[On January 8], we saw the outcome of Admiral Mullen’s misjudgment, when the president crossed the Potomac to announce his administration’s new strategic guidance to the Department of Defense.… There are some things about it that all Americans must be made aware of. The most important is that this is not a strategy aimed at securing the country. Rather, it is designed for one purpose only: to cut hundreds of billions of dollars out of the defense budget—consequences be damned.

The new guidance declares that “preventing Afghanistan from ever being a safe haven” for terrorists is one of its “central” goals. Then, in the very next paragraph, it discusses our impending withdrawal from Afghanistan. As part of “deterring and defeating aggression,” the new guidance says the military must be able to “secure territory and populations,” but then goes on to state that it only has to do this “on a small scale and for a limited period.” The administration forgets that the enemy gets a vote on the scale and length of any conflict.… In another insult to clear thinking, the guidance sets one of the military’s “primary missions” as conducting “stability and counterinsurgency operations.” In keeping with its established pattern, however, it then goes on to state: “U.S. forces will no longer be sized to conduct large-scale, prolonged stability operations.” After our experiences in Iraq and Afghanistan, how is it possible that the administration appears not to be aware that such operations are always and everywhere prolonged and troop-intensive?…

Despite this, the Army and Marine Corps are planning for mandated cuts of approximately 150,000 troops from their strength, much of that cutting to come from the combat forces. Such cuts would be an unmitigated disaster for the security of our nation. Only through the most drastic means were the Marines and Army just able to scrape together enough forces for Iraq and Afghanistan.…

One of the great fallacies believed by those with only a limited knowledge of the military is that we have a large number of combat troops. In truth, what the military calls the “point of the spear” is rather thinly manned. If you put all of the Army’s and Marine Corps’s combat troops (infantry, armor, and artillery) inside the Rose Bowl, you would still have over 30,000 empty seats. If the Army ever again took losses that were typical of a single day’s hard fighting in many of our past wars, our current force would be decimated beyond its ability to recover.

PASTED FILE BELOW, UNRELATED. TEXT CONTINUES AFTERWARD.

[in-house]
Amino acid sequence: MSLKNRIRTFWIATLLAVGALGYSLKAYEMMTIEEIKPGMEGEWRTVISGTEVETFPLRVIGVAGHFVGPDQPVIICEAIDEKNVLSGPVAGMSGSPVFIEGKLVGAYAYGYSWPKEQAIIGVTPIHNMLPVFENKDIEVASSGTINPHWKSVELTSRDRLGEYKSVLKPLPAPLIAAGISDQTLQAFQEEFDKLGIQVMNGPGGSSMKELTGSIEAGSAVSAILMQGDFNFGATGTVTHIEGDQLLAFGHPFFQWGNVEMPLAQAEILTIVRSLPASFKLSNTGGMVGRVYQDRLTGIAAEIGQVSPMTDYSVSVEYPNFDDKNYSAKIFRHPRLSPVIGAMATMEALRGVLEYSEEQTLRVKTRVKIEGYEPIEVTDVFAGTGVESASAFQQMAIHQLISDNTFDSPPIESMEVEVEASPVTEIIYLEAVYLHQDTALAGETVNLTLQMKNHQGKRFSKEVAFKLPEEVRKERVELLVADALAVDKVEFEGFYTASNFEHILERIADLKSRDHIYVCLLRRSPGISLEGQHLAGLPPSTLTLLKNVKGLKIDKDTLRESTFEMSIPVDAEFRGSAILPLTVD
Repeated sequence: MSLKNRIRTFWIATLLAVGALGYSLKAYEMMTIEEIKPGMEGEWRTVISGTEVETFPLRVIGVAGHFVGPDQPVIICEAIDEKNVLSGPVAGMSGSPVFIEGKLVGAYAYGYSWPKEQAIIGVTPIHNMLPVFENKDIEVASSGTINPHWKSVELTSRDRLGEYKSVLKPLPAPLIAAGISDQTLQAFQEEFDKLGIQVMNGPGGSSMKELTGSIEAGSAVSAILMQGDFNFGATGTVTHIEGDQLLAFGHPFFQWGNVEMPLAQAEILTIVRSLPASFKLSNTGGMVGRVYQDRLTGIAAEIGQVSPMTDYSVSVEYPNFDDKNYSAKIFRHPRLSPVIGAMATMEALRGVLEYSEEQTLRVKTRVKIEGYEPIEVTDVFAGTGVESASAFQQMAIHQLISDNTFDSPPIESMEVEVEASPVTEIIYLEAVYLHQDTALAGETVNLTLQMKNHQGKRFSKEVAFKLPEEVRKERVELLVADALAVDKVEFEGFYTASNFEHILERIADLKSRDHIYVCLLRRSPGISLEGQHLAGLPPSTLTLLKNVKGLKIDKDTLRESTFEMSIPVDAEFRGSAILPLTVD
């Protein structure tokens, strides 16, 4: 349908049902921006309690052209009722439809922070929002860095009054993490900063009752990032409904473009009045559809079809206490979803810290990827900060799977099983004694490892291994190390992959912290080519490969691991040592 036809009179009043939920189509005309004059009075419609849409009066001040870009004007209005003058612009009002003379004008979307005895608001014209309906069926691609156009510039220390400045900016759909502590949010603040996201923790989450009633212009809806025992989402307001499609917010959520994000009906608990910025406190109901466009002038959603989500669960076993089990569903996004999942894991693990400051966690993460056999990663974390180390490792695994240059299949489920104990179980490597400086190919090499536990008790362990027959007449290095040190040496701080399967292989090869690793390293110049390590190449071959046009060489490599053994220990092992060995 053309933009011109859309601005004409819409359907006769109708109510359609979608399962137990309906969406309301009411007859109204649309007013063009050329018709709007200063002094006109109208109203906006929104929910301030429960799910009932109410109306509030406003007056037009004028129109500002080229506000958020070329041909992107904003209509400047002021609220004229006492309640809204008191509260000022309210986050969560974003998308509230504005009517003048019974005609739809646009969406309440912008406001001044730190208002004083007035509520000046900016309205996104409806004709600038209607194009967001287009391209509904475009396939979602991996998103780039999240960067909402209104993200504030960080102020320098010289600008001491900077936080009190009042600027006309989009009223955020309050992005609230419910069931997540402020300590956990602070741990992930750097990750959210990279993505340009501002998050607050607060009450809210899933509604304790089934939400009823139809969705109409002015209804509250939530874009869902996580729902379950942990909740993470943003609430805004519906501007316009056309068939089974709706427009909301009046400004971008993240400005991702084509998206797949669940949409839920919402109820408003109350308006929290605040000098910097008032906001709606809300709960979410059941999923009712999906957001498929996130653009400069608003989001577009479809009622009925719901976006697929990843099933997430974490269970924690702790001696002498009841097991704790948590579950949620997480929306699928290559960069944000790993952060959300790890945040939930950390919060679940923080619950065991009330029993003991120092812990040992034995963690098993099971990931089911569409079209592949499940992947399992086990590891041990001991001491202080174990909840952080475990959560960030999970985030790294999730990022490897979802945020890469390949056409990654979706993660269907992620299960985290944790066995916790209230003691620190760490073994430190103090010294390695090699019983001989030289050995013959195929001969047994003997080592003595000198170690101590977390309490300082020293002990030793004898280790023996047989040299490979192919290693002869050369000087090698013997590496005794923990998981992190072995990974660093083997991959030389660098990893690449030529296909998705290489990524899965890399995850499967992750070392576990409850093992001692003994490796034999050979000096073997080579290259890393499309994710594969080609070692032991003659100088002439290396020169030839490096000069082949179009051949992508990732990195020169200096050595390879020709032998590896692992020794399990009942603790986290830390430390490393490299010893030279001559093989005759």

This is the force the strategic guidance is setting up for a gutting. Given the host of challenges and the growing power of our potential enemies, this appears a particularly bad time to consider a unilateral disarming of the force that has underpinned the Pax Americana for almost 70 years. Unfortunately, Vegetius’s words “If you want peace, prepare for war” remain as true today as when he wrote them 1,600 years ago.…

Remarkably, even the administration does not believe its guidance is a good idea. How do I know? Its own guidance document says so. At one point, the document instructs the military to reduce the force in such a way that it can be rapidly “regenerated” in the event of an emergency. At another point it says “reversibility…is a key part of our decision calculus.” When before has a nation ever announced a new defense strategy in which a major part of the plan involves reversing everything the plan sets out to do?…

As a percentage of GDP, however, the military budget is set to fall to its lowest point since before World War II, and well under half of what we maintained throughout the Cold War. It is not the military budget that is bankrupting the nation. Rather, it is runaway entitlement spending that is set to wreck the nation’s economic future.…

It is only a matter of time before a potential enemy calculates that we have weakened ourselves to the point that it can roll the dice. If you think staying prepared for war is expensive, try getting caught up in one when unprepared.

(Jim Lacey is the professor of strategic studies at the Marine Corps War College.)